What Do Travel Agents and Teachers Have in Common?
March 16, 2016 | The Stock Report
By Elisabeth Stock, CEO and Co-Founder, PowerMyLearning
Why did Paul English, the co-founder of Kayak, launch a new travel company that puts humans back in the travel booking process? As discussed in this New York Timesarticle by Farhad Manjoo, it all has to do with the value of “human-to-human” interactions, and knowing when technology should be used to strengthen interactions among humans, as opposed to replacing them. This is a notion that has high relevance to us as we think about technology and education.
To understand this “when” question, Manjoo offers an interesting look at how the application of technology has changed in the travel booking business. At first, travel websites were seen as a welcome improvement to the human travel agent because these websites use algorithms to compare multiple air fares and hotel rates efficiently and without bias. As a result, the popularity of travel websites, like Kayak, increased and the popularity of human travel agents declined.
But that’s not the end of the story, and that’s what makes this tale so interesting. You see, Manjoo says we are now seeing a trend in the opposite direction with startups, like Paul English’s new company, trying to put humans back at the center of how we make recommendations. Why? Well, if you are booking a simple family vacation from Point A to Point B, the travel websites alone are fantastic. But if you are booking a more nuanced family vacation that includes multiple stops and tries to address the sightseeing interests of each member of your family, the websites fall short. In this instance, you will likely spend a lot more time doing research online to put together your vacation than you would working with a human. Majoo quotes the president of another thriving travel agency, who says: “There is so much information out there that people research themselves into a circle and they get confused. And then they call one of my agents and say, ‘Would you just help me out?’”
So in short, Manjoo is saying that technology can replace humans when processes are simple. But humans are needed when processes are more complex and more judgement is required. And when technology cannot replace humans, we are going to have to think differently about the efficiencies that technology can bring.
So what does all this have to do with K-12 education? A lot.
Over the last decade, there has been growing interest in whether technology can play a disruptive role in the education sector. Just as technology has taken the middleman out of banking transactions, can’t it do the same for education? My experience at PowerMyLearning says the answer to this question is a resounding “no.” Teaching and learning is a complex process that requires judgement – far more so than calling a taxi, doing a bank transaction, or even booking a sophisticated vacation. In addition, a computer cannot process a student’s responses or click-throughs and know he is having a bad day, but a teacher can easily sense that and ask “You seem down. Are you ok? Is everything alright at home?” Likewise, a parent can tell her child is having a hard time and ask a similar question: “Was everything okay with your friends today?” Therefore, following on Manjoo’s thesis, the best role for technology to play is to strengthen the human-to-human relationships among students, teachers, and families.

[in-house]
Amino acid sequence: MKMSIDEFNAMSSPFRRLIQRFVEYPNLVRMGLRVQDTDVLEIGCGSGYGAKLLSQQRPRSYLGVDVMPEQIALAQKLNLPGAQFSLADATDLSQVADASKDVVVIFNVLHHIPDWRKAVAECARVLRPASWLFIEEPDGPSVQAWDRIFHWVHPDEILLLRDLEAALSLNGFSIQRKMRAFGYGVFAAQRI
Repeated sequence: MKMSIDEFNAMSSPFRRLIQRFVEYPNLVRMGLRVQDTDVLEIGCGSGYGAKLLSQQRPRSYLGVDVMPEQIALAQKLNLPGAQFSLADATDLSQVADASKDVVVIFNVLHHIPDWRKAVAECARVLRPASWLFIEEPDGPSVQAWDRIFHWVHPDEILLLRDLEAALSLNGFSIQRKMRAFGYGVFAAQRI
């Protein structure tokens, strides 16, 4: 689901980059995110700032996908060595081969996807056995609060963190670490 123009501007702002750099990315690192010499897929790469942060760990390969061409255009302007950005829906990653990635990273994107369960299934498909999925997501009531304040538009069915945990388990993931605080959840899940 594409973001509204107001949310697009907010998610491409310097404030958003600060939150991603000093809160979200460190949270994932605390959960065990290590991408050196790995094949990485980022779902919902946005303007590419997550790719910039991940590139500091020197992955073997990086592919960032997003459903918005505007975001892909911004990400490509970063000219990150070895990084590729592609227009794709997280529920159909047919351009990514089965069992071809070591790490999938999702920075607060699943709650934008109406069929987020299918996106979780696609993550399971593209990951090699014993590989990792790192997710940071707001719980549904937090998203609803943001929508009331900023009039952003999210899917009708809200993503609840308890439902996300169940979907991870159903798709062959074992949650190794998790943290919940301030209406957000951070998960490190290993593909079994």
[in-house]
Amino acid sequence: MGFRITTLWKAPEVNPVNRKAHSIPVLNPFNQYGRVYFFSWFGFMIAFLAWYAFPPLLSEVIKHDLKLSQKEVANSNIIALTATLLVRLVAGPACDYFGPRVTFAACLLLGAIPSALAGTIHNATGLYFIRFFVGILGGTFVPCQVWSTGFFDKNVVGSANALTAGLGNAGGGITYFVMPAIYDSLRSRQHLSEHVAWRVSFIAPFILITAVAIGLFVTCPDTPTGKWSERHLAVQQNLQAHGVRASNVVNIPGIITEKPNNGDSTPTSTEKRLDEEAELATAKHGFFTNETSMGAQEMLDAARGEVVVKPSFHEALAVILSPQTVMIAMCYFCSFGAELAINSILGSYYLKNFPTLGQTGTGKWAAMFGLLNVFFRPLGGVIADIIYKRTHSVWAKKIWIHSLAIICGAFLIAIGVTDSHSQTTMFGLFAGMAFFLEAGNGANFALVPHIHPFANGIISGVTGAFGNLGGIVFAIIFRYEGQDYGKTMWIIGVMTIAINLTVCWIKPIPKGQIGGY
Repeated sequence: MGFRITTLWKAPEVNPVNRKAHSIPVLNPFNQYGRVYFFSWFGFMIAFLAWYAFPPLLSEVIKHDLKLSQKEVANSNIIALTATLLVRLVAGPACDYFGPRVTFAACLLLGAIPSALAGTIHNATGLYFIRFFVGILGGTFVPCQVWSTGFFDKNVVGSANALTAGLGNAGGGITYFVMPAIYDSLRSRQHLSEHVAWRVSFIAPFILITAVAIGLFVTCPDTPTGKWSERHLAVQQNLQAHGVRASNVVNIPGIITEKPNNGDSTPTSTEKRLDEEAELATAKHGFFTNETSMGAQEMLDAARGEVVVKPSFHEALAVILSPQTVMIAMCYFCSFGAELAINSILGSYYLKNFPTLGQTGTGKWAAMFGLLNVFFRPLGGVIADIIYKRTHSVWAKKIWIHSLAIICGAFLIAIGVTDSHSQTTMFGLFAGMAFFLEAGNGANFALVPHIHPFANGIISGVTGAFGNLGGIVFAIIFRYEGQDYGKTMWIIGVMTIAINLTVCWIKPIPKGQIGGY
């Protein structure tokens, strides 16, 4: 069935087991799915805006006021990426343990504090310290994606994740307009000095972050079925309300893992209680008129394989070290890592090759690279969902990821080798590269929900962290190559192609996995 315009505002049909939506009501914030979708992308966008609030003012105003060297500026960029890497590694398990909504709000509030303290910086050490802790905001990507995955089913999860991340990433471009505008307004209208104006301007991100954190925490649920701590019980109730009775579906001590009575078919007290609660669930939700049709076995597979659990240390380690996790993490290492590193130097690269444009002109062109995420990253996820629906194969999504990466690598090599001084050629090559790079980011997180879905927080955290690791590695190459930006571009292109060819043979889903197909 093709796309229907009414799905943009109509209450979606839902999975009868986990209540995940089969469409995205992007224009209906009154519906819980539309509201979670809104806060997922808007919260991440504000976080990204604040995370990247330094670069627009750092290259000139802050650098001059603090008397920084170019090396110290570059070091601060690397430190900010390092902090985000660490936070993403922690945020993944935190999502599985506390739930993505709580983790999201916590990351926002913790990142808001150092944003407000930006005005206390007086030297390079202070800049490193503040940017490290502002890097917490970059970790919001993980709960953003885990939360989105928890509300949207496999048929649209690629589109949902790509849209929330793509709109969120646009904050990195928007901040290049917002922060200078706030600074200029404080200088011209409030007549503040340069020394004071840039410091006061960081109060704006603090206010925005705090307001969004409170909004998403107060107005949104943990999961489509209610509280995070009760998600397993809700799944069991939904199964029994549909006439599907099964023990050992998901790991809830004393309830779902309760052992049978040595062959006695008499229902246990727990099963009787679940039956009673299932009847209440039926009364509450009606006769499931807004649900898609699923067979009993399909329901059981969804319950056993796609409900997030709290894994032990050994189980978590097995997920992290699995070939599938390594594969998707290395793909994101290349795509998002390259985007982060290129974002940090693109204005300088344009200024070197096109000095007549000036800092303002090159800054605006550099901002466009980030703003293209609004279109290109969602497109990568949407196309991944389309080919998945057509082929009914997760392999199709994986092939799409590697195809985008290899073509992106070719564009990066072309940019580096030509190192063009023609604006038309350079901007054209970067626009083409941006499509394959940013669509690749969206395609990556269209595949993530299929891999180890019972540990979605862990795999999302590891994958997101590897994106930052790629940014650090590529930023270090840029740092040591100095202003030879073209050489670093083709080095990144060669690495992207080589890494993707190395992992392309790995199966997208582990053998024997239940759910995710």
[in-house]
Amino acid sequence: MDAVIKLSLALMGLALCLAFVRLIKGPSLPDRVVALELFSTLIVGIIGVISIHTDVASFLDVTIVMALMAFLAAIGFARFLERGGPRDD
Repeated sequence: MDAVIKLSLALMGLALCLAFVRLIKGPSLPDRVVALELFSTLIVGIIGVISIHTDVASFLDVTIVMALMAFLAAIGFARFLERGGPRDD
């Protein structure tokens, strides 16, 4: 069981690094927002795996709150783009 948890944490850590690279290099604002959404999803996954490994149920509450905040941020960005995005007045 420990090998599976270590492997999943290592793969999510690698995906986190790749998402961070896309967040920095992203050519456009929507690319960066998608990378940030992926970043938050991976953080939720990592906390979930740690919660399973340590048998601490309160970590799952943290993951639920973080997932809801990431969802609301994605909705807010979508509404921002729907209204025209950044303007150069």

How can technology play that role in education? For teachers, it can enable them to use time and space differently in their classrooms, breaking students into dynamic groups that rotate through different stations during the class period. One station can involve the teacher doing a mini-lesson; one can involve collaborative peer learning with real-world objects, such as dice or blocks; one can involve independent practice where students go through online Playlists – sequences of videos, games, interactives, or simulations, culminating in a short assessment.
Such a classroom set-up strengthens teachers’ learning relationships with their students because, at the mini-lesson station, teachers work with only one third of the students at a time, giving teachers the ability to “know” each of their students’ strengths and needs better. In addition, the Playlist station enables teachers to assign online content for their students that is just right for them, and the assessment in each Playlist provides teachers with helpful feedback on how well students are learning so teachers can adjust their next lesson. For parents, technology can help them boost their own confidence in helping their children learn and can provide families with access to quality educational resources to support learning and exploration at home. In both of these examples, technology is helping enhance human capital – it is helping teachers grow as instructional leaders and parents grow as support partners for their child.
So if we need human-to-human interactions when processes are more complex (like in sophisticated travel booking and K-12 education), do we then have to give up on the promise of technology in driving efficiencies? In travel booking, Manjoo argues no. Technology can still play a role in driving efficiencies as human travel agents “can access reams of data about your preferences, allowing them to quickly find answers for your questions.” In the education sphere, technology can play a similar role of providing teachers with access to valuable data on student mastery and self-directed learning. But what gets me most excited is the efficiency gains we can realize from unleashing technology’s power to accelerate teachers’ growth as instructional leaders and parents’ growth as support partners for their children. If we can improve human capital more quickly in the complex system we call education, we can realize efficiency gains that are real and lasting.